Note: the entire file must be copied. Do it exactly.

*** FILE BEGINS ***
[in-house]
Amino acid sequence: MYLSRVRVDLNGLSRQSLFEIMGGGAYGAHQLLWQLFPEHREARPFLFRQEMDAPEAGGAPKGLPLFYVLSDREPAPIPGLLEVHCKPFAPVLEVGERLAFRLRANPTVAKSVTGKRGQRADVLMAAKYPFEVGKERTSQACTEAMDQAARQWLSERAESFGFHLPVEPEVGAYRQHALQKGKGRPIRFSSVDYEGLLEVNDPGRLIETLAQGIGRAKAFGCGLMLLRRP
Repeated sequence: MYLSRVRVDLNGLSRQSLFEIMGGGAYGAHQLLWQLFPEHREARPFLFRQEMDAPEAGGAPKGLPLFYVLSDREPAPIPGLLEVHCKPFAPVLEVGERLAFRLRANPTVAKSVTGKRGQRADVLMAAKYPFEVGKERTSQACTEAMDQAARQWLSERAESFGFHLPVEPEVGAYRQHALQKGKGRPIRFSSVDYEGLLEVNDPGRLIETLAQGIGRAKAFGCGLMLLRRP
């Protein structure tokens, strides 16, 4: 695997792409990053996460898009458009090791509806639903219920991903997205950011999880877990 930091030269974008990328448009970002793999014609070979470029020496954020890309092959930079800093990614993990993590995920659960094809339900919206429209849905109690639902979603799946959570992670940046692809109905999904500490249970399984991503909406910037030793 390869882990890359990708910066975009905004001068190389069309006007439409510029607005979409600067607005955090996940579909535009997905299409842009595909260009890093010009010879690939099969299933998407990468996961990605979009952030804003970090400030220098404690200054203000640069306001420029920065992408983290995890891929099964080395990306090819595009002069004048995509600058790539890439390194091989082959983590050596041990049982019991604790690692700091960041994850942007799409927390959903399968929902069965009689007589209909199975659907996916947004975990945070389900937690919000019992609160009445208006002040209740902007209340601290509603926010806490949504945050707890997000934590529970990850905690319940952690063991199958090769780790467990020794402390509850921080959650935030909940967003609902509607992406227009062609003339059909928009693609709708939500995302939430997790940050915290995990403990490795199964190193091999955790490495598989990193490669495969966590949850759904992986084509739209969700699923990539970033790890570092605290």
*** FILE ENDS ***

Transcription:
[in-house]
Amino acid sequence: MYLSRVRVDLNGLSRQSLFEIMGGGAYGAHQLLWQLFPEHREARPFLFRQEMDAPEAGGAPKGLPLFYVLSDREPAPIPGLLEVHCKPFAPVLEVGERLAFRLRANPTVAKSVTGKRGQRADVLMAAKYPFEVGKERTSQACTEAMDQAARQWLSERAESFGFHLPVEPEVGAYRQHALQKGKGRPIRFSSVDYEGLLEVNDPGRLIETLAQGIGRAKAFGCGLMLLRRP
Repeated sequence: MYLSRVRVDLNGLSRQSLFEIMGGGAYGAHQLLWQLFPEHREARPFLFRQEMDAPEAGGAPKGLPLFYVLSDREPAPIPGLLEVHCKPFAPVLEVGERLAFRLRANPTVAKSVTGKRGQRADVLMAAKYPFEVGKERTSQACTEAMDQAARQWLSERAESFGFHLPVEPEVGAYRQHALQKGKGRPIRFSSVDYEGLLEVNDPGRLIETLAQGIGRAKAFGCGLMLLRRP
């Protein structure tokens, strides 16, 4: 695997792409990053996460898009458009090791509806639903219920991903997205950011999880877990 930091030269974008990328448009970002793999014609070979470029020496954020890309092959930079800093990614993990993590995920659960094809339900919206429209849905109690639902979603799946959570992670940046692809109905999904500490249970399984991503909406910037030793 390869882990890359990708910066975009905004001068190389069309006007439409510029607005979409600067607005955090996940579909535009997905299409842009595909260009890093010009010879690939099969299933998407990468996961990605979009952030804003970090400030220098404690200054203000640069306001420029920065992408983290995890891929099964080395990306090819595009002069004048995509600058790539890439390194091989082959983590050596041990049982019991604790690692700091960041994850942007799409927390959903399968929902069965009689007589209909199975659907996916947004975990945070389900937690919000019992609160009445208006002040209740902007209340601290509603926010806490949504945050707890997000934590529970990850905690319940952690063991199958090769780790467990020794402390509850921080959650935030909940967003609902509607992406227009062609003339059909928009693609709708939500995302939430997790940050915290995990403990490795199964190193091999955790490495598989990193490669495969966590949850759904992986084509739209969700699923990539970033790890570092605290």